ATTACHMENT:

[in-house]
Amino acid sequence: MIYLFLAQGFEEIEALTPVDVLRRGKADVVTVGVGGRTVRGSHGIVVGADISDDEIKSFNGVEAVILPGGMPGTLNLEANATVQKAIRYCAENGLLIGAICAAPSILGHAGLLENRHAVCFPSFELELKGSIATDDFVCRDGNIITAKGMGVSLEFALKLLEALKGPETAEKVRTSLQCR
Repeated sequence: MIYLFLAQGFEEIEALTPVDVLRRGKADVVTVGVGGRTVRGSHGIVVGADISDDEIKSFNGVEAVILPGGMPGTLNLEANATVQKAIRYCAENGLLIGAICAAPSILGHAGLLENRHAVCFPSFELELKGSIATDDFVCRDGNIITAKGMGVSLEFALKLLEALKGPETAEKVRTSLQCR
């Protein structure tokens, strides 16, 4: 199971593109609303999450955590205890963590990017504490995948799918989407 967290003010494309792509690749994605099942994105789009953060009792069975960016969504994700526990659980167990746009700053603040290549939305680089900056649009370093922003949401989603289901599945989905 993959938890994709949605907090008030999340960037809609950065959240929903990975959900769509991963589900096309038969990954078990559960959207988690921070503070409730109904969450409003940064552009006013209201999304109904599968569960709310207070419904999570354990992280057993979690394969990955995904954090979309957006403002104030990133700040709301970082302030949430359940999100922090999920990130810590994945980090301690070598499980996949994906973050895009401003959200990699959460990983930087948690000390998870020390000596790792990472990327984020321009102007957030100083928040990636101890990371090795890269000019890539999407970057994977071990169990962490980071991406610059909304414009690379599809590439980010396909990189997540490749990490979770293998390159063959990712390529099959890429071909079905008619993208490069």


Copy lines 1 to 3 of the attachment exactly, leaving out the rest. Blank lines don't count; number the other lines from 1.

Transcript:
[in-house]
Amino acid sequence: MIYLFLAQGFEEIEALTPVDVLRRGKADVVTVGVGGRTVRGSHGIVVGADISDDEIKSFNGVEAVILPGGMPGTLNLEANATVQKAIRYCAENGLLIGAICAAPSILGHAGLLENRHAVCFPSFELELKGSIATDDFVCRDGNIITAKGMGVSLEFALKLLEALKGPETAEKVRTSLQCR
Repeated sequence: MIYLFLAQGFEEIEALTPVDVLRRGKADVVTVGVGGRTVRGSHGIVVGADISDDEIKSFNGVEAVILPGGMPGTLNLEANATVQKAIRYCAENGLLIGAICAAPSILGHAGLLENRHAVCFPSFELELKGSIATDDFVCRDGNIITAKGMGVSLEFALKLLEALKGPETAEKVRTSLQCR